4. Your website pushes people down the funnel

To ensure that your website is not just achieving awareness but actively motivating people to take action, brands should optimize their checkout process and page load time. Your customer should be able to click minimally to buy your product. People are more likely to drop off if they have to first visit a product page, then a subsequent product page to see a close-up view of the product, and then a couple of other pages before they can complete a transaction. No matter where on your website someone is, a Shop Now button should be within reach, ready for them the moment they decide to take the leap. A good example of a seamless and quick checkout process is Amazon–it makes it hard for you to turn back and abandon your cart, and you never have to look too hard to find a button that takes you to the checkout page.

We’ve also found that despite best intentions, having more than one way to complete an action on your website hurts performance. Our team saw a 74 percent drop-off rate between people who make it to a specific telco brand’s site and those who make it to the next step in the registration process. The site offered people the option to search for a specific device or to fill out a short quiz to find the device they’re looking for. Contrary to expectations, giving people multiple ways to find their device created decision paralysis or confusion. When the brand applied these insights and simplified its site such that it only offered one way to search for your device, we saw 57 percent lower drop-off rates. Ask yourself, how can I make my website as intuitive and simple as possible? Some of our clients have created a more user-friendly checkout experience by integrating with Shopify’s e-commerce platform. As a result, they have seen immense improvements in their conversion rates.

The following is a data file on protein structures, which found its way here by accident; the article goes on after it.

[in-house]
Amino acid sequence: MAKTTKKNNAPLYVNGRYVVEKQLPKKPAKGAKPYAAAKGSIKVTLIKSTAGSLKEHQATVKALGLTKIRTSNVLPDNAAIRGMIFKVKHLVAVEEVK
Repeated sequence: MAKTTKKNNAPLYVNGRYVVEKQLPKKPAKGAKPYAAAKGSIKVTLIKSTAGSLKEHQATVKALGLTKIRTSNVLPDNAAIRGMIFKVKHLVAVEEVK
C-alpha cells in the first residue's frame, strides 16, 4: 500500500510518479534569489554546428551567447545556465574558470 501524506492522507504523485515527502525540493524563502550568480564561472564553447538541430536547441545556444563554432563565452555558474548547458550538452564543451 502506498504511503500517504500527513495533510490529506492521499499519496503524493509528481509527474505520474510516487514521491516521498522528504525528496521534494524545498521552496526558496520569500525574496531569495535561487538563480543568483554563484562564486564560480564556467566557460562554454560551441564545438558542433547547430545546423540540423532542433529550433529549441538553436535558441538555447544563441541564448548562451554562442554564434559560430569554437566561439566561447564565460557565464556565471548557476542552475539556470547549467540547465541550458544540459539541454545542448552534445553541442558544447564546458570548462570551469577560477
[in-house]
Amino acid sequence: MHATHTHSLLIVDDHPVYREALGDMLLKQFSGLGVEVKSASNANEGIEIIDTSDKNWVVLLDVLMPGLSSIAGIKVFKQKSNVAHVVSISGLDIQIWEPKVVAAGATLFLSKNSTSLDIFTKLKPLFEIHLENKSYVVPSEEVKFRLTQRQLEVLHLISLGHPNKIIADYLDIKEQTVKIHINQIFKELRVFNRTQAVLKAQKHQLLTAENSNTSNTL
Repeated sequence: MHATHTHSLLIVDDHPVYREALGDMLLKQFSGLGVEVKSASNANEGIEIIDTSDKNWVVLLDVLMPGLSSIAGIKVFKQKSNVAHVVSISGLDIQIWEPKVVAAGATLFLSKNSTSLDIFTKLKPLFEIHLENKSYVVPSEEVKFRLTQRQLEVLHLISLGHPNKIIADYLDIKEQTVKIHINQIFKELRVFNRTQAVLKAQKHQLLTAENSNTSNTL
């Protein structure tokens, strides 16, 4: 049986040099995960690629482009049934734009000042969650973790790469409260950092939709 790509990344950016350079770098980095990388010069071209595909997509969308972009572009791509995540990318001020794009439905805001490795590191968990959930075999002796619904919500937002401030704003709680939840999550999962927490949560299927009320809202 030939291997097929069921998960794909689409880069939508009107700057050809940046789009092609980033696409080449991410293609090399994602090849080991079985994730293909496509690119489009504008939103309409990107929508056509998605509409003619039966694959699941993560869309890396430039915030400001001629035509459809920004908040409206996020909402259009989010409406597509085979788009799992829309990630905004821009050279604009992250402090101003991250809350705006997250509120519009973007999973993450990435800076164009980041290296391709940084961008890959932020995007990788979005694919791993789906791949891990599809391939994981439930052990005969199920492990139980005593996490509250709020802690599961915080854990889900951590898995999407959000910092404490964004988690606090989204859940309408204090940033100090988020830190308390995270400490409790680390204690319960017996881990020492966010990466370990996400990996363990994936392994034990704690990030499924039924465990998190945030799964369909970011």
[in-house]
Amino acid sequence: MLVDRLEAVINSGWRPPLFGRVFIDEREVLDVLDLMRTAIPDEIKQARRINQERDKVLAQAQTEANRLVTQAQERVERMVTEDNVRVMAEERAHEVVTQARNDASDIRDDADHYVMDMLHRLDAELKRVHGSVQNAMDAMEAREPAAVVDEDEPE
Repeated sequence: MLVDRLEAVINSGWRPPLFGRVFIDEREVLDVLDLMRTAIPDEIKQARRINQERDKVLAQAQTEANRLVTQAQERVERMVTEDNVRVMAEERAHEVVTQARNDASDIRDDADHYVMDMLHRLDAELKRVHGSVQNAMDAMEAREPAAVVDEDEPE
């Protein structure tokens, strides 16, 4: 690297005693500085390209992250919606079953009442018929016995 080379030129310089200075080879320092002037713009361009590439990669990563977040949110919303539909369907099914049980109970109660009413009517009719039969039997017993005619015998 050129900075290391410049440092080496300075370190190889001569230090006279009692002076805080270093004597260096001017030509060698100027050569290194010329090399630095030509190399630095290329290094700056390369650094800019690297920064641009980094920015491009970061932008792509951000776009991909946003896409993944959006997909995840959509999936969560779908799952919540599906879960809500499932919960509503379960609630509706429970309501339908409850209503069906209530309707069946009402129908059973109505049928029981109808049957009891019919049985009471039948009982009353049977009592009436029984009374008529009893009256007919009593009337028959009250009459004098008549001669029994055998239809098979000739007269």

You can also quickly lose people if your website loads slowly, especially on mobile. There are so many other places people can direct their attention, so don’t let slow loading times hurt your bottom line!

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5. You only ask for the information you need

Our drop-off analysis indicated that people were likely to abandon lead forms and website landing pages that ask potential customers to reveal too much information. A telco brand we worked with saw a significant jump in conversions when the website didn’t prompt people to fill out their cellphone ID number, most likely due to the fact that people cannot or do not want to find their cellphone ID number. To optimize your website or lead generation ads, you should ask yourself, do I really need a customer’s phone number to ship my product to them? Only ask for the information you need to serve the customer.


Click here to contact us and learn more about how SocialCode can help your brand drive business results.

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  • Diana Gonimah, Senior Content Strategist